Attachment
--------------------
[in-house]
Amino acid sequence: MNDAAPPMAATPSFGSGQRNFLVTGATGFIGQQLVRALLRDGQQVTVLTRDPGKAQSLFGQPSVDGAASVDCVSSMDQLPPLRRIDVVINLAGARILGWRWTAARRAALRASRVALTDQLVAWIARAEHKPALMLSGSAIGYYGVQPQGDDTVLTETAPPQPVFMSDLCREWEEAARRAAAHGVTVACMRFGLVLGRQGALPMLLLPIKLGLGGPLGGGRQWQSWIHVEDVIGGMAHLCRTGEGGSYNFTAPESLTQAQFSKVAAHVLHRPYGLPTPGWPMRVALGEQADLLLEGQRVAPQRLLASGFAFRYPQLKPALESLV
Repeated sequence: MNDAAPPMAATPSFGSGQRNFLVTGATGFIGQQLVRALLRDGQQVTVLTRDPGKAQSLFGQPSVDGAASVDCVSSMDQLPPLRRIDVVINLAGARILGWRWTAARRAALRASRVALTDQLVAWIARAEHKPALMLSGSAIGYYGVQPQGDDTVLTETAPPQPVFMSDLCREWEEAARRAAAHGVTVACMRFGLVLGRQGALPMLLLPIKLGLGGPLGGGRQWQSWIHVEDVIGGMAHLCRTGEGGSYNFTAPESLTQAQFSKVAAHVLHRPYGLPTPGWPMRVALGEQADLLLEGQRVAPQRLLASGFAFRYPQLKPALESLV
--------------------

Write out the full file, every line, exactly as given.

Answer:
[in-house]
Amino acid sequence: MNDAAPPMAATPSFGSGQRNFLVTGATGFIGQQLVRALLRDGQQVTVLTRDPGKAQSLFGQPSVDGAASVDCVSSMDQLPPLRRIDVVINLAGARILGWRWTAARRAALRASRVALTDQLVAWIARAEHKPALMLSGSAIGYYGVQPQGDDTVLTETAPPQPVFMSDLCREWEEAARRAAAHGVTVACMRFGLVLGRQGALPMLLLPIKLGLGGPLGGGRQWQSWIHVEDVIGGMAHLCRTGEGGSYNFTAPESLTQAQFSKVAAHVLHRPYGLPTPGWPMRVALGEQADLLLEGQRVAPQRLLASGFAFRYPQLKPALESLV
Repeated sequence: MNDAAPPMAATPSFGSGQRNFLVTGATGFIGQQLVRALLRDGQQVTVLTRDPGKAQSLFGQPSVDGAASVDCVSSMDQLPPLRRIDVVINLAGARILGWRWTAARRAALRASRVALTDQLVAWIARAEHKPALMLSGSAIGYYGVQPQGDDTVLTETAPPQPVFMSDLCREWEEAARRAAAHGVTVACMRFGLVLGRQGALPMLLLPIKLGLGGPLGGGRQWQSWIHVEDVIGGMAHLCRTGEGGSYNFTAPESLTQAQFSKVAAHVLHRPYGLPTPGWPMRVALGEQADLLLEGQRVAPQRLLASGFAFRYPQLKPALESLV